Visually there is a strong stress on computer-aided 3d/2d visual effects. Unlike, say, Blue Sub no.6, the CG aspects are integrated seamlessly as the subject matters are much more natural and the art style appeals to realism. There are a few scenes where the CG depicts mechanical/buildings where it stands out visibly, but overall it's quite awesome. The DVD itself does little, if any, to hide that, as there are little pixelation and rainbow notable on the disc. For a TV series, the visuals are superb. I remember my first time seeing it, and it almost put me in an awe-struck state. That's not even mentioning the cinematography, which is up to par with what Shoji Kawamori has known for in his past works.
Audio-wise, due to my lame setup (my standalone DVD player is not available--being lent out, I had to use my PC and its game speakers) for audio, I left it as N/A. I thought, while being a huge Yoko Kanno fan, the music itself was heavenly as she did the soundtracks for Arujuna. On the DVD itself, there's a good amount of directionality as far as I can tell, in the L/R channels and what little forward/rear (which is usually depicted by volume changes) directionality I can pick up.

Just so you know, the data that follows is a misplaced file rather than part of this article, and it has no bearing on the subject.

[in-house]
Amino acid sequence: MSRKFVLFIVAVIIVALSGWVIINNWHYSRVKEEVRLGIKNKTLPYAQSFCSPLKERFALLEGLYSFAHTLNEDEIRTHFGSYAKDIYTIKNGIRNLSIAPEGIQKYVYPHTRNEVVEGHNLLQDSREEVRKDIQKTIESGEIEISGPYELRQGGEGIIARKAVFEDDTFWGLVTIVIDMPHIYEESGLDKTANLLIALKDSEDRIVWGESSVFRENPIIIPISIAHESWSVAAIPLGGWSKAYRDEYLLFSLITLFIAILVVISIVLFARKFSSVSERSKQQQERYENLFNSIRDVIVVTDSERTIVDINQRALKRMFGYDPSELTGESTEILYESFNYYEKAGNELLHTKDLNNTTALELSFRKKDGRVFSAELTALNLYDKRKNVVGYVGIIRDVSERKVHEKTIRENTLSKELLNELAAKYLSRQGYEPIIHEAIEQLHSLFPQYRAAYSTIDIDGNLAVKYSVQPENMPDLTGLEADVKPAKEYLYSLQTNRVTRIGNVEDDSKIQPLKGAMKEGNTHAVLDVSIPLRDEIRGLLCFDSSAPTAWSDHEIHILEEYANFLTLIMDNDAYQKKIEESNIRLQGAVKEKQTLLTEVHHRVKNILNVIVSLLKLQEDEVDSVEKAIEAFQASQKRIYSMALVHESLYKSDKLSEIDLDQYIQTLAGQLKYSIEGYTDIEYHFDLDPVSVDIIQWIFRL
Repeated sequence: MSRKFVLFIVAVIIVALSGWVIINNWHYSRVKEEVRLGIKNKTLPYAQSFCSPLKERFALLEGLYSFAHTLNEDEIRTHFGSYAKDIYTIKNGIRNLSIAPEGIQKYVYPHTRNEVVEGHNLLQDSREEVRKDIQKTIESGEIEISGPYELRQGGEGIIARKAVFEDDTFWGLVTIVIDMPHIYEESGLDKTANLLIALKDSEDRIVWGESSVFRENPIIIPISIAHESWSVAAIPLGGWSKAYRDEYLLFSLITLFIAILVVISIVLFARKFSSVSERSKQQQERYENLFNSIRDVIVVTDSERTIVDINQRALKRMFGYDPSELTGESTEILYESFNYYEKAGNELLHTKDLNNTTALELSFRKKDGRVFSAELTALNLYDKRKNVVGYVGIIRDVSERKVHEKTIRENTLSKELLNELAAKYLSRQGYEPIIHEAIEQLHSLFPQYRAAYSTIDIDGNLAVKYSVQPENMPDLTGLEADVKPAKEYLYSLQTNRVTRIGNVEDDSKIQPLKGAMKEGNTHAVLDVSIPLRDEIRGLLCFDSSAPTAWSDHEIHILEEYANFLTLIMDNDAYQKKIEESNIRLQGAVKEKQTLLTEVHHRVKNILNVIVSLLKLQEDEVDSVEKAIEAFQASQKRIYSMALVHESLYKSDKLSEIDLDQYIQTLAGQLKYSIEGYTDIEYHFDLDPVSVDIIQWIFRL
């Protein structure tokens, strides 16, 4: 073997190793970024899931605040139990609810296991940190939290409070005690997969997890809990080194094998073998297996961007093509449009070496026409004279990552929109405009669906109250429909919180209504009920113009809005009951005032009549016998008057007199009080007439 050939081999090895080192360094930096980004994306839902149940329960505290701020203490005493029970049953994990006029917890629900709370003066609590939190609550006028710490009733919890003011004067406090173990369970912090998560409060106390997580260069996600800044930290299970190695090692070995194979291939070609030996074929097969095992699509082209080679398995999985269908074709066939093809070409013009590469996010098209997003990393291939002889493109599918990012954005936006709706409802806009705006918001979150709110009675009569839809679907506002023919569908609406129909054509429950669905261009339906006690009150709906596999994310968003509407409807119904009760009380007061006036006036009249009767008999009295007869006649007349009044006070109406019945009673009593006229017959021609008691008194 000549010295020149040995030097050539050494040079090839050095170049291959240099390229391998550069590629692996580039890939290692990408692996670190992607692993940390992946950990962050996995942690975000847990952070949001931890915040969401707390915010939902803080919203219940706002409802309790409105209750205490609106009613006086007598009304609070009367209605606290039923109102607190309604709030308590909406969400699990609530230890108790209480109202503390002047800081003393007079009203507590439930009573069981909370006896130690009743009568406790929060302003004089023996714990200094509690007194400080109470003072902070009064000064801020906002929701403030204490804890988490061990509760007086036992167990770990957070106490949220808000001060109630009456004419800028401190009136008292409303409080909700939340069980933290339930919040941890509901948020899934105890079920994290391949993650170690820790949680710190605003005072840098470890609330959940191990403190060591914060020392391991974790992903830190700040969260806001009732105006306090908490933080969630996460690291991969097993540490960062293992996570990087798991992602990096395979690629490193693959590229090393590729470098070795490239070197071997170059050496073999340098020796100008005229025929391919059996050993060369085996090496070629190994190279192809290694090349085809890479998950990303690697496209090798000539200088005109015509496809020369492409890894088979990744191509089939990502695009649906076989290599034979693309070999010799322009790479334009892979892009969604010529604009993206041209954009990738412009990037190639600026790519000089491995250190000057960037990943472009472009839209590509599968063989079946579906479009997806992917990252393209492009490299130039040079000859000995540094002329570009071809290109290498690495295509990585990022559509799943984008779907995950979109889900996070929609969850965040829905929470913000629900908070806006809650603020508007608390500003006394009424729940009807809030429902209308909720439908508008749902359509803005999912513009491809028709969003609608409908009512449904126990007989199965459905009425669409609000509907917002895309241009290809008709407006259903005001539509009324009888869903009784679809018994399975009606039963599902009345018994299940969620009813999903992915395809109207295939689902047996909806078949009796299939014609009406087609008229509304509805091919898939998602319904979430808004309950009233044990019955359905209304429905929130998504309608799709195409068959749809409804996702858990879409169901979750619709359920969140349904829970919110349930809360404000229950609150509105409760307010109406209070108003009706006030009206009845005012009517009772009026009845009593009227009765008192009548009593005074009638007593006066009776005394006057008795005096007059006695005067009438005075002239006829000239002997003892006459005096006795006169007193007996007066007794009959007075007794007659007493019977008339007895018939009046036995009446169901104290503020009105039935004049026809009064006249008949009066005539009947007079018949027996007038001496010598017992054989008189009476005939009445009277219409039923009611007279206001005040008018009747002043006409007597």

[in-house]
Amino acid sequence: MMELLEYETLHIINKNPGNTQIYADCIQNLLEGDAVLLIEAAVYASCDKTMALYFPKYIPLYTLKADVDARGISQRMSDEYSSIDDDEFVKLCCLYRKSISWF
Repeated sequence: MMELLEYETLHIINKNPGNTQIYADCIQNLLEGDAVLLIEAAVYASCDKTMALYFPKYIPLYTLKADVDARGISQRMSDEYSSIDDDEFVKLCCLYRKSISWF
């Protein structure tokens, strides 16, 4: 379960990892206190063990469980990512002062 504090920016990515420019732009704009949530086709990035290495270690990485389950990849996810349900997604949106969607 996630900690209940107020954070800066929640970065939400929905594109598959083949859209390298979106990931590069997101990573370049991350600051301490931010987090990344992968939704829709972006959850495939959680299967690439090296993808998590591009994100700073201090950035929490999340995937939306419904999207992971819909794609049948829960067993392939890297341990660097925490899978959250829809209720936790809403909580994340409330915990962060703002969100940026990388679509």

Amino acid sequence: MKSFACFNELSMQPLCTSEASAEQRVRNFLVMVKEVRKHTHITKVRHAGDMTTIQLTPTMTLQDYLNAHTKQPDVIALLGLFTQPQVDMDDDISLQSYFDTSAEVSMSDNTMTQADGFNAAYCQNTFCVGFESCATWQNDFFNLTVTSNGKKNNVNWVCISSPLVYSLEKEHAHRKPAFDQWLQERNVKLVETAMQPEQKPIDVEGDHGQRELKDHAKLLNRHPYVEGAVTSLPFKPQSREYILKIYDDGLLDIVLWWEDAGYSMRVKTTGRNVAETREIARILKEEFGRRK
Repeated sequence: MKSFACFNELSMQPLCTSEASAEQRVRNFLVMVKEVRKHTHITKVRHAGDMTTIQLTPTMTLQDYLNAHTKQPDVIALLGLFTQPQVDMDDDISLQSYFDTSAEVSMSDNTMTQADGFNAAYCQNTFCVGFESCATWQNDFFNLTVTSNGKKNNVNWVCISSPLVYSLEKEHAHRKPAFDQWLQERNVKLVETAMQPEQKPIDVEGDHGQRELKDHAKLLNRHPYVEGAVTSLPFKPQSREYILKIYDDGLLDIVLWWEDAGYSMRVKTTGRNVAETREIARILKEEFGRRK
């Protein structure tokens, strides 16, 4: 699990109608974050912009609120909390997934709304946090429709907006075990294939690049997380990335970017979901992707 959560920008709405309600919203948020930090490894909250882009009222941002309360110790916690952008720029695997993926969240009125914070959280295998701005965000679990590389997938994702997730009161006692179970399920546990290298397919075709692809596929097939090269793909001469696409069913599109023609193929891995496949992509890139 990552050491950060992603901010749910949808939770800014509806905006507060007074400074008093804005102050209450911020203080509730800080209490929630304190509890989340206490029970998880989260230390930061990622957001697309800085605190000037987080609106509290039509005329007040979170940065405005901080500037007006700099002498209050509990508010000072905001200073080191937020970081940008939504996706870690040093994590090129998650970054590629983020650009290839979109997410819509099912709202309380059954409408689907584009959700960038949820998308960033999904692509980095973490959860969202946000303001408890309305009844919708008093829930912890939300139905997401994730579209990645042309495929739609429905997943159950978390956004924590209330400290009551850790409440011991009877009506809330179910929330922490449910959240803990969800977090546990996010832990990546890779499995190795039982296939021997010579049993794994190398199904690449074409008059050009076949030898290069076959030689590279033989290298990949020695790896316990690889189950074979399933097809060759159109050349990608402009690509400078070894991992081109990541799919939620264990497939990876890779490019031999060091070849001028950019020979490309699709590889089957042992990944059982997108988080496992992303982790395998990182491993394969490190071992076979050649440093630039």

The packaging for volume 1 came with a pack of autographed "Emotion Cards" which are basically 3 trading cards, with the characters from the show and a message from their voice actors respectively. The DVD itself is cased in an Amaray keep case, with only an outer cover. Inside there's an 8-page booklet (mostly B&W character sketches), a folded Bandai promo leaflet, a promo for the rest of the Arujuna DVD series, and a registration card. It's fairly typical for a R2 release of a TV show, as a standard print run. On the DVD, there are, in additional to the episodes, the TV trailers, Bandai DVD promo clips, and a prologue at the start of the disc. I'll describe those later.